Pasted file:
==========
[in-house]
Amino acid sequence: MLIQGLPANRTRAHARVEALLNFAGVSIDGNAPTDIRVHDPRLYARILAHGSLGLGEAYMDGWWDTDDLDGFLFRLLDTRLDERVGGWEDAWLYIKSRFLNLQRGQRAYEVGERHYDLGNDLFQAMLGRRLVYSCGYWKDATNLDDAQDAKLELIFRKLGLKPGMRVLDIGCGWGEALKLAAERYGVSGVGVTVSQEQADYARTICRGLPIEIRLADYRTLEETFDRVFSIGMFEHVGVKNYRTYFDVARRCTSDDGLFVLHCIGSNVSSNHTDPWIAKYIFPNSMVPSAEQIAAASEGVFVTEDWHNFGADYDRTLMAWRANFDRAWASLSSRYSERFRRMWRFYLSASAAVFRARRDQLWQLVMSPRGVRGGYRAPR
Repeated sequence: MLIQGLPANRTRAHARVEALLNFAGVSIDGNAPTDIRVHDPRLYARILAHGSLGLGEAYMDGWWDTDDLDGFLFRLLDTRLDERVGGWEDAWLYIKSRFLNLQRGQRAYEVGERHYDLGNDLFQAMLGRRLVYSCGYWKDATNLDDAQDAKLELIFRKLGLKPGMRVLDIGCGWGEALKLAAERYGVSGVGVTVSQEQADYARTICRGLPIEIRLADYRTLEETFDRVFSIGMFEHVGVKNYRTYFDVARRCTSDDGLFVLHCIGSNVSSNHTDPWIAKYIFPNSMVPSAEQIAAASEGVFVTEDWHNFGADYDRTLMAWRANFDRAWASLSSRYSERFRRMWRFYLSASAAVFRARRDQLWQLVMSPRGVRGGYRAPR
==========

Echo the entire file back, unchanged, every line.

[in-house]
Amino acid sequence: MLIQGLPANRTRAHARVEALLNFAGVSIDGNAPTDIRVHDPRLYARILAHGSLGLGEAYMDGWWDTDDLDGFLFRLLDTRLDERVGGWEDAWLYIKSRFLNLQRGQRAYEVGERHYDLGNDLFQAMLGRRLVYSCGYWKDATNLDDAQDAKLELIFRKLGLKPGMRVLDIGCGWGEALKLAAERYGVSGVGVTVSQEQADYARTICRGLPIEIRLADYRTLEETFDRVFSIGMFEHVGVKNYRTYFDVARRCTSDDGLFVLHCIGSNVSSNHTDPWIAKYIFPNSMVPSAEQIAAASEGVFVTEDWHNFGADYDRTLMAWRANFDRAWASLSSRYSERFRRMWRFYLSASAAVFRARRDQLWQLVMSPRGVRGGYRAPR
Repeated sequence: MLIQGLPANRTRAHARVEALLNFAGVSIDGNAPTDIRVHDPRLYARILAHGSLGLGEAYMDGWWDTDDLDGFLFRLLDTRLDERVGGWEDAWLYIKSRFLNLQRGQRAYEVGERHYDLGNDLFQAMLGRRLVYSCGYWKDATNLDDAQDAKLELIFRKLGLKPGMRVLDIGCGWGEALKLAAERYGVSGVGVTVSQEQADYARTICRGLPIEIRLADYRTLEETFDRVFSIGMFEHVGVKNYRTYFDVARRCTSDDGLFVLHCIGSNVSSNHTDPWIAKYIFPNSMVPSAEQIAAASEGVFVTEDWHNFGADYDRTLMAWRANFDRAWASLSSRYSERFRRMWRFYLSASAAVFRARRDQLWQLVMSPRGVRGGYRAPR